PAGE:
"[She’s] a fantastic player, but she can’t 
do it all. As a whole, we need to step 
up and be a little bit better." 

Kanjee praised Mason loo. and said 
that her presence on the field was a def¬ 
inite source of concern for his team. 

"We were looking out for Erin," he 
said. "She's a very, very tough little 
hotkey player, and she will give any 
team, either in Canada West or CIS. a 
lot of trouble. She's very talented." 


LEARNING TO WALK Rookie defensive back Rhys Coppens, who grew up 
watching the Bears play football, is now trying to help them make the playoffs. 

Pressure makes diamonds for new Bear 

marc affeld 

Sports Writer 

For the average first-year student 
coming straight out of high scltool. 
the pressure of university classes, 
homework, and studying can be 
incredibly daunting. Rookie defen¬ 
sive back Rhys Coppens. however, is 
not your average first-year—he also 
has the uncertain future of this year’s 
Golden Bears football team to worry 

The pressure stems from the fact 
that after the Bears' disappointing 
playoff miss last year, considerable 
attention is being directed towards 
the team’s defence this season, which 
boasts four new starters, including 
Coppens. He doesn't seem overly 
worried about being under the 
microscope, though. 

"It’s kind of nice having the atten¬ 
tion on us." he says. "Especially 
throughout the week and before 
a game, most of the view is on the 
secondary just because we’re so 

Bears head coach Jerry Friesen is 
pleased with the way Coppens has 
been handling everything. He said 
that Coppens has a positive attitude 
towards the attention the whole 
team—and the defense in particu¬ 
lar—are getting. 

"[He's] competitive, and competi¬ 
tive players enjoy the challenges that 
they have in front of them." he said. 

"He’s rising to the challenges." 

That competitive spirit lias already 
led Coppens. a recent graduate of 
St Francis Xavier high school, to 
considerable success on the field.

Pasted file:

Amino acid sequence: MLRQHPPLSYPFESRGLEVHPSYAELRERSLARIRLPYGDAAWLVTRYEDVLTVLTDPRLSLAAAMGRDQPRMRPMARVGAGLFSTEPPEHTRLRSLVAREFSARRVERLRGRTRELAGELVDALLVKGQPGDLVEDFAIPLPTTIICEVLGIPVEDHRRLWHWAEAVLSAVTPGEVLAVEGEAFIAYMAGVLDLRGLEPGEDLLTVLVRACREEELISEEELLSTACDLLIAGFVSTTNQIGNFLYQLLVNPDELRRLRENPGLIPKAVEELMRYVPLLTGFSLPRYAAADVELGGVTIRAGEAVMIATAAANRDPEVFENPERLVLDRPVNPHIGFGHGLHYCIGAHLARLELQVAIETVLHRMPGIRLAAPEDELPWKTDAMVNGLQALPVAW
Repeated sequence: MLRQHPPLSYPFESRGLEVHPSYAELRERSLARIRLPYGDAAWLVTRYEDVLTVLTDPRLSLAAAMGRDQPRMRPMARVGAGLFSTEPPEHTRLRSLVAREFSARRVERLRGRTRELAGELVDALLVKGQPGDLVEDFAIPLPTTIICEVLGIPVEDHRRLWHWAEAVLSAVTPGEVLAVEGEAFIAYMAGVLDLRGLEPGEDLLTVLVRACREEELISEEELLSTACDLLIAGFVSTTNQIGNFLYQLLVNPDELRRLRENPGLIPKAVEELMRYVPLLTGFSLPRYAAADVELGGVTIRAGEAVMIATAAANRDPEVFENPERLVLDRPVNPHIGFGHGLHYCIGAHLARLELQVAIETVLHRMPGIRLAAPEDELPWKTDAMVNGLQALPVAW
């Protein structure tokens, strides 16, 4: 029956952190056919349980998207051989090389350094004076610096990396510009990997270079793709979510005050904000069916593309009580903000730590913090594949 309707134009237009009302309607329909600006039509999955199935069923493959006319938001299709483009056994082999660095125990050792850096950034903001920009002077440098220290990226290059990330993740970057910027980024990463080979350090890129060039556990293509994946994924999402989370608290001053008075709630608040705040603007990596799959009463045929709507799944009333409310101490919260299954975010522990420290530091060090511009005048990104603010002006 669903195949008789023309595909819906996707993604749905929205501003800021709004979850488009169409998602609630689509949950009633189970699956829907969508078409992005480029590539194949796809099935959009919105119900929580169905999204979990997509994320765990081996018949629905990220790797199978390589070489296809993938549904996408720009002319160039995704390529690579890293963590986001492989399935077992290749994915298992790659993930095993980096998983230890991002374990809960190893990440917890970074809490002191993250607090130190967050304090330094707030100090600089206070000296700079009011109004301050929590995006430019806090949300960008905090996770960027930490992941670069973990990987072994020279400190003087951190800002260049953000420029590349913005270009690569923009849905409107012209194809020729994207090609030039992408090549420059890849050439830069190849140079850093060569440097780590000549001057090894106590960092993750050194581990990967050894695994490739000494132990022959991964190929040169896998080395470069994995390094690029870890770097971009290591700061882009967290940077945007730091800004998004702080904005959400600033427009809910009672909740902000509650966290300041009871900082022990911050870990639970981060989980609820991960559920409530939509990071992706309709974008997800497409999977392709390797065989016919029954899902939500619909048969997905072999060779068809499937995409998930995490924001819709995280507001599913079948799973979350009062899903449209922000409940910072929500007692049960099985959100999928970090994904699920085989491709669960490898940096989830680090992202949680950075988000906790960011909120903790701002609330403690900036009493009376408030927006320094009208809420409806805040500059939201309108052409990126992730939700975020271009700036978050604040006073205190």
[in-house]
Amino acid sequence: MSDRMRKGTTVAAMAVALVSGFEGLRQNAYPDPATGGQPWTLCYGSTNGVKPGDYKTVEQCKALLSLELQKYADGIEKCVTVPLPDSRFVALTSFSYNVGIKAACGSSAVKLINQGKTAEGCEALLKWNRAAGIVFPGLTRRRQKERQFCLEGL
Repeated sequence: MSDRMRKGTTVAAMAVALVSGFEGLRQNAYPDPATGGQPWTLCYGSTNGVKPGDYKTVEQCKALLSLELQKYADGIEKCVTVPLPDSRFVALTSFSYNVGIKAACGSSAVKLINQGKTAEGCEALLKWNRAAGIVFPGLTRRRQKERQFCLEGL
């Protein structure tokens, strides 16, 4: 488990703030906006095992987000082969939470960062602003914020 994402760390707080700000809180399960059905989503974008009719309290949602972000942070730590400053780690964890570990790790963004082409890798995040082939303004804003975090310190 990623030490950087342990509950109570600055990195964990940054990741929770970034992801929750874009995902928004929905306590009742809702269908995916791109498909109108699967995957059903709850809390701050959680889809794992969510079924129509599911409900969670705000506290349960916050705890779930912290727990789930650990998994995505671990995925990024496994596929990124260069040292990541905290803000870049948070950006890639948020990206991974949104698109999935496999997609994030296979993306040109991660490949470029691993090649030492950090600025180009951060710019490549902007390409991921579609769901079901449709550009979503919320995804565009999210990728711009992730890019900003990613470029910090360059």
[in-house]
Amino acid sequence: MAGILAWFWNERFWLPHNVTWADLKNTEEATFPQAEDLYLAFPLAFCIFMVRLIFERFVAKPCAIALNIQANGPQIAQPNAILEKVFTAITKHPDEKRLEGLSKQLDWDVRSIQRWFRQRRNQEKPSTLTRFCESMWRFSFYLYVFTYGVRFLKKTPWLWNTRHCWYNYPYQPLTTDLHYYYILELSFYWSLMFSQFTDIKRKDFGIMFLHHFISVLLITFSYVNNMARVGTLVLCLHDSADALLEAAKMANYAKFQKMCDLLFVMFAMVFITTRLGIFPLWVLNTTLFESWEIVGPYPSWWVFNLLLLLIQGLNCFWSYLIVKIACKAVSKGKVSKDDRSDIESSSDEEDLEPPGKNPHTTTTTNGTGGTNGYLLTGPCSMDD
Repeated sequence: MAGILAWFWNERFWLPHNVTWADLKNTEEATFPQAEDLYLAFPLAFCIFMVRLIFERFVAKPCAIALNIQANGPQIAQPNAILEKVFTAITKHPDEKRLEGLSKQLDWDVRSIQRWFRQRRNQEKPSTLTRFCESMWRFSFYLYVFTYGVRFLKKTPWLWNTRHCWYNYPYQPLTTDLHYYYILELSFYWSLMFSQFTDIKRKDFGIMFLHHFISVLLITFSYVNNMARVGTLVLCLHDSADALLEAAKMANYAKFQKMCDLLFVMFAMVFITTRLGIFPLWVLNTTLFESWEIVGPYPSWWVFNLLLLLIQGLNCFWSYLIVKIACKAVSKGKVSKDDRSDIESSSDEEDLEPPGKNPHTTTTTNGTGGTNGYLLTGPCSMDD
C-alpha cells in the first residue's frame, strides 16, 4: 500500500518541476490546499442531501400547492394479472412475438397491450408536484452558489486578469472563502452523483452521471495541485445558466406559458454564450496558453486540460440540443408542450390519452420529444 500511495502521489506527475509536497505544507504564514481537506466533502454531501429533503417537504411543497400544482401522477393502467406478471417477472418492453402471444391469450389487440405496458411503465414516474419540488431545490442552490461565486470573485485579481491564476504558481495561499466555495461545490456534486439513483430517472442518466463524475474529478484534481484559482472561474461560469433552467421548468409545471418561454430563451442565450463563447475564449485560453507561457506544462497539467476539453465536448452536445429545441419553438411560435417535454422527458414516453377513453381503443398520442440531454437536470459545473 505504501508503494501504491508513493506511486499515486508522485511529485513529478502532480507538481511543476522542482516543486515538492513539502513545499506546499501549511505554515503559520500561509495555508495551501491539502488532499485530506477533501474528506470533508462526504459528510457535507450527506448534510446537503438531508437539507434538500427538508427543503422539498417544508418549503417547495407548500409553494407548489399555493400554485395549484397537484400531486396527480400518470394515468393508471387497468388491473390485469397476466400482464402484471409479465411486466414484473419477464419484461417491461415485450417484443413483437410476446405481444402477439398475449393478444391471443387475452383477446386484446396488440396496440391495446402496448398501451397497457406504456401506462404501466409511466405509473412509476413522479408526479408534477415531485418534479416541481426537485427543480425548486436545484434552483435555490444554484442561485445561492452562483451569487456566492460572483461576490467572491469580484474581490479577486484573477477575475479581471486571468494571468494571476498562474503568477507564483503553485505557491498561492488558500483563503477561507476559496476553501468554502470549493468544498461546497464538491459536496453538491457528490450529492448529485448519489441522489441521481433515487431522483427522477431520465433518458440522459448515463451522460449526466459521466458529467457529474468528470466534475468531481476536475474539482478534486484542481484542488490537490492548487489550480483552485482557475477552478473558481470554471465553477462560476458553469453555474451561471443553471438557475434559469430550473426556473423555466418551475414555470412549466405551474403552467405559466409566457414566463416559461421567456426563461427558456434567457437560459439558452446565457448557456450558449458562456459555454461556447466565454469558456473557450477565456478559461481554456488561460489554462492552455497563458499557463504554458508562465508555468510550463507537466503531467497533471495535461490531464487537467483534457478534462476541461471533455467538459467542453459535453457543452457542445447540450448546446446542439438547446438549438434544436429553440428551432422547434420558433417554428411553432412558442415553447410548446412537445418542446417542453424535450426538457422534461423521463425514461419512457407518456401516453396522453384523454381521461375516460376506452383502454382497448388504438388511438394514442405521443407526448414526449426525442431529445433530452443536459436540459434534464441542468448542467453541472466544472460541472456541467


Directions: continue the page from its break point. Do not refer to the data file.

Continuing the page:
He spent part of his summer help¬ 
ing Team Alberta win a gold medal 
in the 2007 Football Canada Cup 
in Sherbrooke. Quebec, where lie 
was named Defensive Player of tile 

Coppens hasalready begun to prove 
himself as an important addition to 
the Bears" secondary. In his first start 
of the season, he earned himself a 
game-high IS tackles during a 24—22 
loss to the University of Regina Rams. 
Friesen credits Coppens' success on 
the football field primarily to his 

"He’s a very good athlete all- 
around." says the Alberta bencli 

Coppens is also hoping to use his 
athleticism this season to help the 
Bears out on special teams. In the 
first three games of the season, he lias 
returned six kick-offs for an average 
of 24.7 yards per carry. 

An Edmonton native, Coppens 
grew up watching U of A football 
and is comfortable knowing that he 
has friends and family in the seats at 
home games. 

"I like the attention," he says. “It's 
pretty comforting having people in 
the stands no matter what, cheering 
for you.” 

So far. it seems that the Golden 
Bears coaching staff has been suc¬ 
cessful in transitioning ltim from a 
high-school athlete into a university 
football player. 

“They're really good at explaining 
what to da." Coppens says. "As a new 
guy coming in, [Friesen] has been 
really helpful" 

When it comes to fellow players. 
Coppens names veteran defensive 
back Scott Stevenson, who is in his 
last year of CIS eligibility, as a huge 
influence on the field. 

“[Stevenson]'s really good at help¬ 
ing you out. He knows the game 
really well," he says. "If I have any 
questions. 1 go to him." 

Encouragement from fellow team¬ 
mates extends off the field to other 
aspects of Coppens' first-year univer¬ 
sity student life as well, lie says. 

“I’m not necessarily in a lot of their 
classes, but they give you pointers, 
if they catch you hanging around 
SUB too much, they'll tell you to go 

Witli the outcome of this season 
looking as cloudy as ever, the Bears 
can at least feel confident in the fact 
that Coppens has the potential to be 
an important team leader, even in the 
near future. 

"As lie develops into a more mature 
football player, he'll become a leader," 
Friesen says. "His skill level out on 
the field is of leadership value to us 
right now."